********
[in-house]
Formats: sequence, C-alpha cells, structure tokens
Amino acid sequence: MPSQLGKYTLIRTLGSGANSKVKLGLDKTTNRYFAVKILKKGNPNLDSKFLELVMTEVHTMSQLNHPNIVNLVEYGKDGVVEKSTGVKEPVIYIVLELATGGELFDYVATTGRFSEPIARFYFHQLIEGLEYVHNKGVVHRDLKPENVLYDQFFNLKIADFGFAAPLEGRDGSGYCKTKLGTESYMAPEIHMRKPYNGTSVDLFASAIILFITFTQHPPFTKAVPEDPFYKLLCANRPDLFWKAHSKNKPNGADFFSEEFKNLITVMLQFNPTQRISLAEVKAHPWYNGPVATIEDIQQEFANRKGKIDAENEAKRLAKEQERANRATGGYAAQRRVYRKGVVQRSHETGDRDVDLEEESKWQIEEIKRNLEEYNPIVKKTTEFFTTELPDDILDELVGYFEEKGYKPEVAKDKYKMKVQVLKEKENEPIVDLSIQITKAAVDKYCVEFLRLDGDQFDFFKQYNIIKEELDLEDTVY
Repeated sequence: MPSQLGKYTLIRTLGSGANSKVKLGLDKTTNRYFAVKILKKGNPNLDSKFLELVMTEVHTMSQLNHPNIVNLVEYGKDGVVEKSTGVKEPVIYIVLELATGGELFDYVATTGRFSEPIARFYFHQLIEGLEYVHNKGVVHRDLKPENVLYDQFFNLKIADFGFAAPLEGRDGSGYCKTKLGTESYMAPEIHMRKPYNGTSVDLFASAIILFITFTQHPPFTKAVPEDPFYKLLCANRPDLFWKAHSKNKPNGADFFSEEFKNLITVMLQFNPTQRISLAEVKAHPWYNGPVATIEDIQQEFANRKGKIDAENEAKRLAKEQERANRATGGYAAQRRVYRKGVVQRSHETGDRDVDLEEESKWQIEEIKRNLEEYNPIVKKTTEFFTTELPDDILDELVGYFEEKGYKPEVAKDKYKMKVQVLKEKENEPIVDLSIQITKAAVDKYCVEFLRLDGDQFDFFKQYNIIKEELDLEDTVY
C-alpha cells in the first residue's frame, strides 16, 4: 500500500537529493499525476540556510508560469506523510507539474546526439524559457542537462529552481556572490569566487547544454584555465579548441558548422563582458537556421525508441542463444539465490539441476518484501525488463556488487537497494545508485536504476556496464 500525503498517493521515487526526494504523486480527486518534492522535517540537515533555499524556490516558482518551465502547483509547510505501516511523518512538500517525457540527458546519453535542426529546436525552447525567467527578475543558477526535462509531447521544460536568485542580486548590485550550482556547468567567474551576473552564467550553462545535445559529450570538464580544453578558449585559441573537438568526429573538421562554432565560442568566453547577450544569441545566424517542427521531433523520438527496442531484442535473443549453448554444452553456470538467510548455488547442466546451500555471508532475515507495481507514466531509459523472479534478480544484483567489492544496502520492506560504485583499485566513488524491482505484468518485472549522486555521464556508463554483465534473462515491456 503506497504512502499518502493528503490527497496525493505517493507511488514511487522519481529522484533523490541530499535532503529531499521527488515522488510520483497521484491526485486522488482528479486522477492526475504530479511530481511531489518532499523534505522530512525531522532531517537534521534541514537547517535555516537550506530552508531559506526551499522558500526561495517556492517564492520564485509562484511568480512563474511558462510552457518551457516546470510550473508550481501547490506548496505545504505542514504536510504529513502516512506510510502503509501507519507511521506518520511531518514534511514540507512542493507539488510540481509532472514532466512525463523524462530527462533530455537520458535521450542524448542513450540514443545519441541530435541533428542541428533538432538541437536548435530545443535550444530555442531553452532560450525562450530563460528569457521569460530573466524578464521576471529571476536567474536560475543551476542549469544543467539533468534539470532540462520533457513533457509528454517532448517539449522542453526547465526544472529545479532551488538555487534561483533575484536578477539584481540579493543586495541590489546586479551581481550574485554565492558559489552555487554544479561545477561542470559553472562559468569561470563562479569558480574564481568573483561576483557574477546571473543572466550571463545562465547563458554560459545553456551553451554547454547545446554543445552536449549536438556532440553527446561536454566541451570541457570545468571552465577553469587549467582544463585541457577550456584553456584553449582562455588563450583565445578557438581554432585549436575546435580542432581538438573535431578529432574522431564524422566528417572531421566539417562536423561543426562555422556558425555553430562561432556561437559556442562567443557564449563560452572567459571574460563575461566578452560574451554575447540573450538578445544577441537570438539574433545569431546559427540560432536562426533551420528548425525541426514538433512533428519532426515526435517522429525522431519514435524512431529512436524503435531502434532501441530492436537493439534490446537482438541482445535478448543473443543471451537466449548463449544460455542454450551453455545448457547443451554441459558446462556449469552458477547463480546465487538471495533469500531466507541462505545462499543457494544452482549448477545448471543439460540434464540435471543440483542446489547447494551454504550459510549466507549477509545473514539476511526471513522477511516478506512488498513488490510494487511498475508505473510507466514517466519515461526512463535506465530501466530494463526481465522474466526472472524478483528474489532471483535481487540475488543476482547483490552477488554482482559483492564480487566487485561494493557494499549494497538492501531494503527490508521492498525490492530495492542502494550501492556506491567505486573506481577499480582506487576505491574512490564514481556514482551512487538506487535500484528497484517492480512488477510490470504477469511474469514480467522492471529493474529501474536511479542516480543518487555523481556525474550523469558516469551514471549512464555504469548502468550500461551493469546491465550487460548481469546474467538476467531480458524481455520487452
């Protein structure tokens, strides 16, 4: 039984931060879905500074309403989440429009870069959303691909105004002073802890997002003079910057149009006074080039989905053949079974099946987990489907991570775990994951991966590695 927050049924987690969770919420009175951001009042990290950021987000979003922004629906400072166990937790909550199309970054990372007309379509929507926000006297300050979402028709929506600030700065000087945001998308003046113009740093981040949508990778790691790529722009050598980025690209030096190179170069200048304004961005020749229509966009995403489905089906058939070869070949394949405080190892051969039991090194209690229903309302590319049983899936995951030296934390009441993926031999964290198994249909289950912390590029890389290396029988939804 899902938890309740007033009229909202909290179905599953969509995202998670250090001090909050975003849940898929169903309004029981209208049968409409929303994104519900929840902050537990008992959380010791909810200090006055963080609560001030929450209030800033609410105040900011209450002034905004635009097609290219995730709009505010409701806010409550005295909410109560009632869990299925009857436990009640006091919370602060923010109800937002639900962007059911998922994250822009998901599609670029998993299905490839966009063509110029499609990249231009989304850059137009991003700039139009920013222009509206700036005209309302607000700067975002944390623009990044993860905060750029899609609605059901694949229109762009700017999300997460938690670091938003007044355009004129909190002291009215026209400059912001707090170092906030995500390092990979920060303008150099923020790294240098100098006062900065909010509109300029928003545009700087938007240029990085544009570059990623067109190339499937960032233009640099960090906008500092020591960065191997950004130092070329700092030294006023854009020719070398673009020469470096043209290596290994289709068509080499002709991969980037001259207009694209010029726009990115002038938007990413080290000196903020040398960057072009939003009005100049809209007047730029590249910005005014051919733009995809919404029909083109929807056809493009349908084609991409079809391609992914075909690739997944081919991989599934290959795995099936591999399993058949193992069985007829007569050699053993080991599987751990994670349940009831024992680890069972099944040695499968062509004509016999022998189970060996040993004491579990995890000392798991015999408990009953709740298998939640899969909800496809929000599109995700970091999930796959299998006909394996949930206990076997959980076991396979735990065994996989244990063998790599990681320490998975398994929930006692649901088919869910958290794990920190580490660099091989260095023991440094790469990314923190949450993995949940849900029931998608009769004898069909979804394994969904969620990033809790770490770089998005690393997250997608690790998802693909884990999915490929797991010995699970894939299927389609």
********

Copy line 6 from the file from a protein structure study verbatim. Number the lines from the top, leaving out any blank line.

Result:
């Protein structure tokens, strides 16, 4: 039984931060879905500074309403989440429009870069959303691909105004002073802890997002003079910057149009006074080039989905053949079974099946987990489907991570775990994951991966590695 927050049924987690969770919420009175951001009042990290950021987000979003922004629906400072166990937790909550199309970054990372007309379509929507926000006297300050979402028709929506600030700065000087945001998308003046113009740093981040949508990778790691790529722009050598980025690209030096190179170069200048304004961005020749229509966009995403489905089906058939070869070949394949405080190892051969039991090194209690229903309302590319049983899936995951030296934390009441993926031999964290198994249909289950912390590029890389290396029988939804 899902938890309740007033009229909202909290179905599953969509995202998670250090001090909050975003849940898929169903309004029981209208049968409409929303994104519900929840902050537990008992959380010791909810200090006055963080609560001030929450209030800033609410105040900011209450002034905004635009097609290219995730709009505010409701806010409550005295909410109560009632869990299925009857436990009640006091919370602060923010109800937002639900962007059911998922994250822009998901599609670029998993299905490839966009063509110029499609990249231009989304850059137009991003700039139009920013222009509206700036005209309302607000700067975002944390623009990044993860905060750029899609609605059901694949229109762009700017999300997460938690670091938003007044355009004129909190002291009215026209400059912001707090170092906030995500390092990979920060303008150099923020790294240098100098006062900065909010509109300029928003545009700087938007240029990085544009570059990623067109190339499937960032233009640099960090906008500092020591960065191997950004130092070329700092030294006023854009020719070398673009020469470096043209290596290994289709068509080499002709991969980037001259207009694209010029726009990115002038938007990413080290000196903020040398960057072009939003009005100049809209007047730029590249910005005014051919733009995809919404029909083109929807056809493009349908084609991409079809391609992914075909690739997944081919991989599934290959795995099936591999399993058949193992069985007829007569050699053993080991599987751990994670349940009831024992680890069972099944040695499968062509004509016999022998189970060996040993004491579990995890000392798991015999408990009953709740298998939640899969909800496809929000599109995700970091999930796959299998006909394996949930206990076997959980076991396979735990065994996989244990063998790599990681320490998975398994929930006692649901088919869910958290794990920190580490660099091989260095023991440094790469990314923190949450993995949940849900029931998608009769004898069909979804394994969904969620990033809790770490770089998005690393997250997608690790998802693909884990999915490929797991010995699970894939299927389609």